When it comes to gluing plastic models together it is best to opt for specialized plastic model glue. Testors Plastic Cement is exactly that. This model glue fuses the two surfaces as a welder of steel might do. This creates an extremely strong bond. Testors plastic cement dries fast and glue comes with applicator tips that increase the accuracy of the glue placement. Make the smart choice for your plastic model building and opt for Testors cement for plastic models. This product is flammable so be sure that you take the necessary precautions.
Best Epoxy Glue for Models: J-B WELD Pro Size Steel Reinforced Epoxy Twin Pack
When dealing with larger or heavier models epoxy is your best bet. J-B Epoxy is one of the strongest epoxy adhesives on the market which makes it an ideal glue for metal miniatures. It will require you to mix the two parts before you use them but this is a small hurdle considering the benefits of using such an epoxy glue. This epoxy sets in four to six hours and is fully cured in about 15 to 24 hours. Once cured this glue is impact resistant, water-resistance and clean-up is a breeze with a bit of isopropyl alcohol.
How to Glue Model Parts Together
If you are just starting you may be wondering where to start. You have bought a model kit and have seen your friends complete models. The glues you have selected may intimidate you as they claim to dry fast! Can you get the parts in place before it hardens? What if I stick it wrong? These are a few of the questions that may be running through your head. This section aims to put your mind at ease by providing an overview of the process of building miniatures with glue. Take your time, be patient and enjoy the process.
Tools Needed for Gluing Models
There are a few things you will want to keep around to make the whole process of gluing your model a little easier. Firstly a work mat or drop cloth is ideal for protecting surfaces from tough model glue stains. A hobby knife or clippers will help you to extract the parts from the sprues without breaking them.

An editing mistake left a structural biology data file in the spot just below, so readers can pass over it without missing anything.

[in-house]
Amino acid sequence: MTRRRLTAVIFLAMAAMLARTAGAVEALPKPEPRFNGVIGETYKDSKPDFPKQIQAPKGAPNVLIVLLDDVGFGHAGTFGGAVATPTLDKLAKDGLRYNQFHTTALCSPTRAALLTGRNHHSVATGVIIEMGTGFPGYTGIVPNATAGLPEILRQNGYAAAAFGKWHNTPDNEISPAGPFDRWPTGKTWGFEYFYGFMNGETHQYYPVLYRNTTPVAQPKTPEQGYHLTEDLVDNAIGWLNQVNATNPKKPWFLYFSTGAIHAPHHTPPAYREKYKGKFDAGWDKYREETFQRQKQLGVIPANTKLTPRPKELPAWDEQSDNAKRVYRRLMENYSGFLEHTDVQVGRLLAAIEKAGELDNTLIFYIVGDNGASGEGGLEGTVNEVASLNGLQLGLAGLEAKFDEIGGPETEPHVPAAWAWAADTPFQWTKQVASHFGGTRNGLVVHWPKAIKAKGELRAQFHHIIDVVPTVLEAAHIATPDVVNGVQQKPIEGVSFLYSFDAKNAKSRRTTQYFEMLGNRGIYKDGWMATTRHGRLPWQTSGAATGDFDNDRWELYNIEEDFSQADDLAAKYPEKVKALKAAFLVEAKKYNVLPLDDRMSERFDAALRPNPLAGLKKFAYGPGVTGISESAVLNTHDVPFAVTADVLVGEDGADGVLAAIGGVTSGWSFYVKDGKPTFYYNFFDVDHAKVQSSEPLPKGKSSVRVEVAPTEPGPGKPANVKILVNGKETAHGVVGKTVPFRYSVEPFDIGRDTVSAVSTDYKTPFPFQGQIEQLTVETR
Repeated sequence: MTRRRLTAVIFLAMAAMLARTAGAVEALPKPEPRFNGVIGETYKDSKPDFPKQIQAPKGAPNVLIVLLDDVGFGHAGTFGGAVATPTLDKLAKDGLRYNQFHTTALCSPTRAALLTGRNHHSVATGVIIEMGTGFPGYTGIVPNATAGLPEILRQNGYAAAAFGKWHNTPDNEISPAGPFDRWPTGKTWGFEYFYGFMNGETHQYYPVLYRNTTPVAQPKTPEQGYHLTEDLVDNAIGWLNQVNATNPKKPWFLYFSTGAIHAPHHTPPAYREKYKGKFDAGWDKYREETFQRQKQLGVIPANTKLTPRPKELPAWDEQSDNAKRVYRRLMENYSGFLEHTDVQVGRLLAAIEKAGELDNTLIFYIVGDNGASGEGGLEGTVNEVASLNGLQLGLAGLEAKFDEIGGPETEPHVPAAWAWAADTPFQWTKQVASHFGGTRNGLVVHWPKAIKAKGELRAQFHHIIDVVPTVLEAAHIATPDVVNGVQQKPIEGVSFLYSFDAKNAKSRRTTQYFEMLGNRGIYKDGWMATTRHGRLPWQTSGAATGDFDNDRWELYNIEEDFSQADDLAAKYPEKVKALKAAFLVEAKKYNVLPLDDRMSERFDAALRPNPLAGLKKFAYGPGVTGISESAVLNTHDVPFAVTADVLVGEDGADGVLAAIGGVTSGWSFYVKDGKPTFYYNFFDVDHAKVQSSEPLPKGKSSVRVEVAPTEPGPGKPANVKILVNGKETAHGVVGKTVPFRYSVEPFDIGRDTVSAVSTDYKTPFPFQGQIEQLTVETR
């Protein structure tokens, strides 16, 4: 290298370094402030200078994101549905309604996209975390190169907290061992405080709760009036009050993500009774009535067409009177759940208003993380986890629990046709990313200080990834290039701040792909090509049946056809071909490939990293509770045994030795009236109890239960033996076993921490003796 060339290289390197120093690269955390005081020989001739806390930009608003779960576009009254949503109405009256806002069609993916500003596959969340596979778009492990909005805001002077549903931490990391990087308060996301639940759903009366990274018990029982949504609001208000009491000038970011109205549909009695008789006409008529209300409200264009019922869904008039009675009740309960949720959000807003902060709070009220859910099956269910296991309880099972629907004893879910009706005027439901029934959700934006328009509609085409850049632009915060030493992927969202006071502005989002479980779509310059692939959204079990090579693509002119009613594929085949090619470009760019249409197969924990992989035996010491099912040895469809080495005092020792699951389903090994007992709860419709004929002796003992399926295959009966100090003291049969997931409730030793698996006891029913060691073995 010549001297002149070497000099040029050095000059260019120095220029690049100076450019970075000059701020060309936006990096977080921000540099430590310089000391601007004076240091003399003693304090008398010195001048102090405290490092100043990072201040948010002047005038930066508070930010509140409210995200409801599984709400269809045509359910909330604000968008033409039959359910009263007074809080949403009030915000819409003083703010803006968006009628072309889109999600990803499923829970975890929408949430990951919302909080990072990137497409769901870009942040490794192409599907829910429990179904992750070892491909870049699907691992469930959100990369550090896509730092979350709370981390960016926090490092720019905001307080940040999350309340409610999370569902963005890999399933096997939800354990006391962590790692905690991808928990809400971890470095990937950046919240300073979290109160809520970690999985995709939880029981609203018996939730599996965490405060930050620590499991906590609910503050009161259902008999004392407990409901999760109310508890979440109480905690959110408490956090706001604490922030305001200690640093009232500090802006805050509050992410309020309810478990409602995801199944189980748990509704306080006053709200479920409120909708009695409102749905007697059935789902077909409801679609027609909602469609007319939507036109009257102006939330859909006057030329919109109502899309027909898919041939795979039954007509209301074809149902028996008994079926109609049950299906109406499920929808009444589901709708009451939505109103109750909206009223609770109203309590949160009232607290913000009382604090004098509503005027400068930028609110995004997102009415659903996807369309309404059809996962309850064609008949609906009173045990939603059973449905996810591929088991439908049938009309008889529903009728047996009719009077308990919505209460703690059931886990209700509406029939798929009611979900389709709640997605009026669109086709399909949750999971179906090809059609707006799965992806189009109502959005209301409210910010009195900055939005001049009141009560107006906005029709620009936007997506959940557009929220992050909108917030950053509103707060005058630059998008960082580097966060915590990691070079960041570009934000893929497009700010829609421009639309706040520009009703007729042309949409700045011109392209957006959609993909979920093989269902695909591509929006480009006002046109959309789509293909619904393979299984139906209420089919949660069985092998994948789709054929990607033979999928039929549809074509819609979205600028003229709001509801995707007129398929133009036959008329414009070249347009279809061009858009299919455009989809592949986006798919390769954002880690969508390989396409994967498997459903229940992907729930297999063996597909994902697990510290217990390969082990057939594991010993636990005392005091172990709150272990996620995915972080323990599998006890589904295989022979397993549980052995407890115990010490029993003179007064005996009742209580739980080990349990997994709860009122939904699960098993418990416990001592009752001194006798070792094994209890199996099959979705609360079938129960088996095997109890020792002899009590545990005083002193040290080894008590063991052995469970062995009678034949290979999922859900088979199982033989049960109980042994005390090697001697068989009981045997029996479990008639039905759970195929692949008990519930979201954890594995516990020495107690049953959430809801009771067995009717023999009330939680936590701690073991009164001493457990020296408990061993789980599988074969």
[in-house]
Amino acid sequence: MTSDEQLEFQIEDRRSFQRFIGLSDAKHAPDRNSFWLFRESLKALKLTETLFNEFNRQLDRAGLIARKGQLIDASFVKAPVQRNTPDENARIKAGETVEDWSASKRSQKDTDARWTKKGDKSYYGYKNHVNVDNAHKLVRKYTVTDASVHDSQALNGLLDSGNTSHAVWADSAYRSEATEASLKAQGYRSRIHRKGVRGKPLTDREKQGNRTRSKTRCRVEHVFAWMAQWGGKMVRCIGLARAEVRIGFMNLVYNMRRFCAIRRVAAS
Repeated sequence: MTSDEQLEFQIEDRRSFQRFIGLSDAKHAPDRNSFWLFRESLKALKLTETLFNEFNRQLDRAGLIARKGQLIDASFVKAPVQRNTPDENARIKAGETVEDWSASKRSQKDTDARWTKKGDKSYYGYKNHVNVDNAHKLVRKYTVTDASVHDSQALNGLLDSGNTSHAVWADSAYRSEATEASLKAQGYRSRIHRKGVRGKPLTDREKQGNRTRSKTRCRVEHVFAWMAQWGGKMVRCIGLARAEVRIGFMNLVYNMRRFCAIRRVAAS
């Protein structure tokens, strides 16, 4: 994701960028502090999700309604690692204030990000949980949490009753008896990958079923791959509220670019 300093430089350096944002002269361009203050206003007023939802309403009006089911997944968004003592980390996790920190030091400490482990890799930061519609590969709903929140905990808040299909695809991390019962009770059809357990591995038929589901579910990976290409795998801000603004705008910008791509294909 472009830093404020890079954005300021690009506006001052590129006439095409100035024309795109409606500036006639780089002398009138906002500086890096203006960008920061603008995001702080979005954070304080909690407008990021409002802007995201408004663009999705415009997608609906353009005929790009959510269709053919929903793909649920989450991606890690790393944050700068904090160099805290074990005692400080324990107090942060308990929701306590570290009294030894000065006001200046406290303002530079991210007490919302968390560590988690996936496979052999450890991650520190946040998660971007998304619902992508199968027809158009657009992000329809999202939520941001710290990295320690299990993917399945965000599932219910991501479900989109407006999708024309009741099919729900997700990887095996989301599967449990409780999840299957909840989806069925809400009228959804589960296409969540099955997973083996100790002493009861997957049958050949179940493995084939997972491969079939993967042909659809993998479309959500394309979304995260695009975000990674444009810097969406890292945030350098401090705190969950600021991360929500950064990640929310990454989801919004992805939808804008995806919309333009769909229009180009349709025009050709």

You will need some sandpaper or needle files for cleaning the pieces and removing imperfections that may prevent a proper fit. Paper towels or rags will help you address problems of glue accidents.
A solution of acetone and Vaseline in a container can be applied using a cotton swab to break accidental super glue bonds. Just remember that acetone can strip color from some materials. To keep parts in place while the glue sets you may need some masking tape, elastic bands, or hair clips. This depends on what exactly you are working with. Below is a list of the basic supplies that will get you started and well on your way to gluing models.
- Work mat or drop cloth
- Hobby knife or clippers
- Sandpaper or needle files
- Paper towels or rags
- The best glue for miniatures
- Painters tape or elastic bands
Clean the Parts
Before you get gluing it is a good idea to inspect the parts and remove any imperfections such as seam lines and ejector pin marks. These imperfections can be difficult to remove once the model has been assembled. If the parts you are working with have been painted already make sure there is no paint on the surfaces that are to be glued. Paint on these contact surfaces can lead to adhesion failure. If you notice that a part does not fit properly you can use sandpaper or a needle file to remove the obstruction, be it a seam or other imperfection.